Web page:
Panic – Information Symptoms Causes

Panic Information

Panic – Information

A bench in front of a store

A panic attack is a sudden surge of overwhelming fear that triggers severe physical reactions when there is no real danger or apparent cause for this intense reaction. Panic attacks can occur at any time, even during sleep. A panic attack may seem to come out of the blue. Panicked individuals may believe they are dying, losing control, or going crazy.

Panic symptoms include chest pains (like heart attacks), sweating, trembling, and shortness of breath. People having panic attacks often think they are having a heart attack or other medical emergency that requires immediate attention. Many people feel detached from their surroundings, as though what is happening to them is not real. They may have panic symptoms just before passing out if there is an underlying health problem that causes panic symptoms during certain activities or in certain situations, such as dizziness with exercise, nausea with public speaking, faintness when seeing blood or needles, etc…

Panic – Causes

A man wearing a suit and tie

The cause of the panic disorder isn’t clear but probably involves a combination of factors including biological, psychological, and environmental influences. Some panic attacks seem to occur out of the blue without any obvious or immediately preceding cause. If your panic attacks are in response to specific events, they may be related in some way to emotional issues in your past – this includes traumas that you experienced (even in childhood) or loss of loved ones (eg, death).

Panic – Attacks

Physical symptoms typically emerge first in panic disorder; these typically begin abruptly and reach their peak within 10 minutes, which can leave you feeling terrified. These physical symptoms include:

Increased heart rate (tachycardia) – people experiencing panic often believe they are having a heart attack when their heart is pounding like this.



Shortness of breath (dyspnea) – panic attacks often feel like suffocation. The more a panic attack feels like you can’t breathe, the more urgent that panic becomes until many people start to believe they will pass out or die if their breathing doesn’t return to normal. This is the main reason panic attacks become worse and more intense as time goes on – because it creates even greater terror about not being able to breathe! These panic symptoms are also strong indicators that you might pass out or have a heart attack if your panic continues, which feeds into this cycle causing more intense panic symptoms creating a vicious cycle.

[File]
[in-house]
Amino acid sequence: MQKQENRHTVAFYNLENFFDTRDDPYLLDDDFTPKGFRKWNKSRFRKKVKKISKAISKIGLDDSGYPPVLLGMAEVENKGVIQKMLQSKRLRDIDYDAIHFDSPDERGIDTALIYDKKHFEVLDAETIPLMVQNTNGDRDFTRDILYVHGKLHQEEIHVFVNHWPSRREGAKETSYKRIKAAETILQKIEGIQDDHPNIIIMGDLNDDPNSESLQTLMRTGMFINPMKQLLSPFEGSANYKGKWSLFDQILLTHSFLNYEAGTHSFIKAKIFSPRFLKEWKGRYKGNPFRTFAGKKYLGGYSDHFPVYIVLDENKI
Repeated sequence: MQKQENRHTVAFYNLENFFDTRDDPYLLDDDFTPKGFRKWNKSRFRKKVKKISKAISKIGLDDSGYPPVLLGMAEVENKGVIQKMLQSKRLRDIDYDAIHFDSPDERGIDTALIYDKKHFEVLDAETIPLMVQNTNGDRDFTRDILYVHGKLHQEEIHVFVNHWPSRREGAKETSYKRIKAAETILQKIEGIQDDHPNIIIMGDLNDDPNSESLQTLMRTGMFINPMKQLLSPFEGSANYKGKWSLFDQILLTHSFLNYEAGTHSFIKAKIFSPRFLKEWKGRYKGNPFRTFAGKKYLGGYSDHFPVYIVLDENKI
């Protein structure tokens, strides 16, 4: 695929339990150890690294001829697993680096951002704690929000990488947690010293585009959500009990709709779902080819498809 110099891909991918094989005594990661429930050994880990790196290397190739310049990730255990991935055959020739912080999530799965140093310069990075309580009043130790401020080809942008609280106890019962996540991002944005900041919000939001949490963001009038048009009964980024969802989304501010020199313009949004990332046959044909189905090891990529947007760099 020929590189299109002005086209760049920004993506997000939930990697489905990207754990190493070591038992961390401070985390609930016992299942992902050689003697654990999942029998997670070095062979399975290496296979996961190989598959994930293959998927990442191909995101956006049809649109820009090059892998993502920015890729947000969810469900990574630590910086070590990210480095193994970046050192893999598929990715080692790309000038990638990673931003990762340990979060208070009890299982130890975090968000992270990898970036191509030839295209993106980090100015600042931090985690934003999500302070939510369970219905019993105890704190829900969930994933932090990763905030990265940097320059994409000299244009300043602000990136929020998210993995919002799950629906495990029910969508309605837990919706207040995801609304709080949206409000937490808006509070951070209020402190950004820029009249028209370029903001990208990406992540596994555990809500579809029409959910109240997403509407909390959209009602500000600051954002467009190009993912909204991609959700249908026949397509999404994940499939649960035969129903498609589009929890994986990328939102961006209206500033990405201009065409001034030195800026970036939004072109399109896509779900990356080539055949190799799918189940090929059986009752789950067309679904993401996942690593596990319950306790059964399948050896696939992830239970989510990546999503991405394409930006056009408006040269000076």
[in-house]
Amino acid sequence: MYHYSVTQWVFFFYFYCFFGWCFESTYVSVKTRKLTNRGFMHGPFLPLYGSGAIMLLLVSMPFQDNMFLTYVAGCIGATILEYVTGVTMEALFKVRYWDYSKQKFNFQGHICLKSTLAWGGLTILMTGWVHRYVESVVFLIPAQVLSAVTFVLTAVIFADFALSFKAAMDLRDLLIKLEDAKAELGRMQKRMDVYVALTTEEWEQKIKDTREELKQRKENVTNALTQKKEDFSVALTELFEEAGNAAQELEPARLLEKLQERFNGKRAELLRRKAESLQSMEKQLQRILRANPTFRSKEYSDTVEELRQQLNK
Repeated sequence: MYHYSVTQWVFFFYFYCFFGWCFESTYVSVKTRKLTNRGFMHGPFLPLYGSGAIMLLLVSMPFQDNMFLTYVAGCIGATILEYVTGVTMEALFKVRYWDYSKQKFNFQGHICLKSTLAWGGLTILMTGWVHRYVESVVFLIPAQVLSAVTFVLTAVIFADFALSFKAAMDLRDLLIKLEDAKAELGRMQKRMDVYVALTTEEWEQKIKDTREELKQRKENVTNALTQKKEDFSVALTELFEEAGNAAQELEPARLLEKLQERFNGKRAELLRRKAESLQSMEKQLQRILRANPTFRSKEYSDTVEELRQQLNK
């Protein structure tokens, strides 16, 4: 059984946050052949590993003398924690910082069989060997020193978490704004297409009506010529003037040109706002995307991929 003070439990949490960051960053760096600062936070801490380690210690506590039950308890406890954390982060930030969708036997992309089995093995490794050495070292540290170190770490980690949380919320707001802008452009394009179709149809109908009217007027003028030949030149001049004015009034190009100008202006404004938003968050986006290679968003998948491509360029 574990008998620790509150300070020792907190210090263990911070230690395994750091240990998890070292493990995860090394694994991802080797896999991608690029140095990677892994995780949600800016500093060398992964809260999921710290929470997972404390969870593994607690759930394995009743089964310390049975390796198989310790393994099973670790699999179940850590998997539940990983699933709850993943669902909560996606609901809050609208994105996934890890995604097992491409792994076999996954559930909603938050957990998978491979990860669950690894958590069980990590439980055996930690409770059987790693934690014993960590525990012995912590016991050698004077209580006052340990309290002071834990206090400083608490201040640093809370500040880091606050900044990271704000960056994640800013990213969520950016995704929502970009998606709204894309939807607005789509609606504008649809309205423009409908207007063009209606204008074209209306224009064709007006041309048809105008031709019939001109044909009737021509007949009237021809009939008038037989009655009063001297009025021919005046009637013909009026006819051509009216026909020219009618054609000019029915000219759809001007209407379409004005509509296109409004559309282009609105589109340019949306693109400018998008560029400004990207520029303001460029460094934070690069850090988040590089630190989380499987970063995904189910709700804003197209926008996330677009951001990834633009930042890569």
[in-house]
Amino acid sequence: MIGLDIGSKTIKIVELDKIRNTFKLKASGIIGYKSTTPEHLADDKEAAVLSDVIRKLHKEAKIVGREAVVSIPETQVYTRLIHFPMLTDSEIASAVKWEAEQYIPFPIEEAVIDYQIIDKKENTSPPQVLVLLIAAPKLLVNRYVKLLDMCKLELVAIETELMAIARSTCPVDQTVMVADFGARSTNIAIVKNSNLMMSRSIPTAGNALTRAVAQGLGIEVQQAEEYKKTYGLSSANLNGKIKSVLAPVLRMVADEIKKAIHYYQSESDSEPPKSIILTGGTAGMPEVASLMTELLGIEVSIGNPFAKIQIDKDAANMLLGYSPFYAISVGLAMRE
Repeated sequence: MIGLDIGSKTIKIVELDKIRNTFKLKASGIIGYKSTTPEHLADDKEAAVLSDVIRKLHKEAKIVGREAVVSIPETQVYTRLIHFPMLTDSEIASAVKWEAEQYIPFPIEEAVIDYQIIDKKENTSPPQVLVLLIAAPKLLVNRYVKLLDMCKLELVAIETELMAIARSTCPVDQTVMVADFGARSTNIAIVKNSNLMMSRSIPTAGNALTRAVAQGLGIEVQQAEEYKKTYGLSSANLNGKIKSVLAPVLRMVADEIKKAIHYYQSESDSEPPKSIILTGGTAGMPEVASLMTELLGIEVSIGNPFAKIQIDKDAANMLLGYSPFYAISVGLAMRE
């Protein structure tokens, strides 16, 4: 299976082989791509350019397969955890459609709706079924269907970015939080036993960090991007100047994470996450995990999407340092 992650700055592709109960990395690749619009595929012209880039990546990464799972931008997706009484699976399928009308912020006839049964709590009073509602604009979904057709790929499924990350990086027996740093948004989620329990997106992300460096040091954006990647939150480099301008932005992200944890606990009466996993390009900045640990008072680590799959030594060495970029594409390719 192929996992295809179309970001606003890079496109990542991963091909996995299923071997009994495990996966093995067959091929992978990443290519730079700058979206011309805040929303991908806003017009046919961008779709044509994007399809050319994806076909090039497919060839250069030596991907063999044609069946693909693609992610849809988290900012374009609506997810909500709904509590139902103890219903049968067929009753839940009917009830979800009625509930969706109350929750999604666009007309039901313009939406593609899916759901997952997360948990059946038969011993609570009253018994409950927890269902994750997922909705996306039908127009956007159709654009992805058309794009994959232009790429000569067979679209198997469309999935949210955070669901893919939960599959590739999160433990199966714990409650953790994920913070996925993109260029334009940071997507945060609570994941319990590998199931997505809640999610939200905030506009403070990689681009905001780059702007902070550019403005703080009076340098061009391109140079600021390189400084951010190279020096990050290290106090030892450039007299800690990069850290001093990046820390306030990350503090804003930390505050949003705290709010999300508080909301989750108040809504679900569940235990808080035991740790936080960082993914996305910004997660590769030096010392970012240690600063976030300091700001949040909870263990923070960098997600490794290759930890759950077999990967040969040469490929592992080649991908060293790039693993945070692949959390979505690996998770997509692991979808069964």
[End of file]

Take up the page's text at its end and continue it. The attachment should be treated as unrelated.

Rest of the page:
Rapid heartbeat (tachycardia) – panic attacks are often mistaken for heart attacks by many people.

Chest pain or discomfort – This is not a sign of panic but if you have chest pains when having panic attacks, don’t think it’s your panic that is causing the problem, it may be another serious medical issue, so seek immediate assistance.

Crushing chest pain – Some panic attacks produce chest pains that are very uncomfortable and may even be painful enough to seem like a heart attack. If you panic during exercise, it can cause crushing chest pains, but this is temporary.

A feeling` of choking – panic-inducing feelings of suffocation


Dizziness and lightheadedness – panic attacks, especially in the absence of their treatment, can cause you to feel dizzy because your blood pressure has dropped dramatically. Severe panic may even cause you to faint. Some panic attack sufferers report feeling as if they were floating and detached from their bodies.

Feeling numb and tingling – panic attacks sometimes give rise to a feeling of numbness or tingling in different parts of the body, such as hands and feet. This is because panic causes the blood pressure to drop suddenly which reduces blood flow all throughout your body including your extremities.

Panic is something that many people experience at some point in their lives, but panic attacks can be debilitating. The panic attack symptoms are overwhelming and the feeling of suffocation is terrifying. This article has given you an overview of panic disorder so you know what to look for if someone close to you starts experiencing panic or panic-like episodes. If this sounds like an issue your loved one might have, please reach out to us for help!

Subscribe to our monthly Newsletter
Subscribe to our monthly Newsletter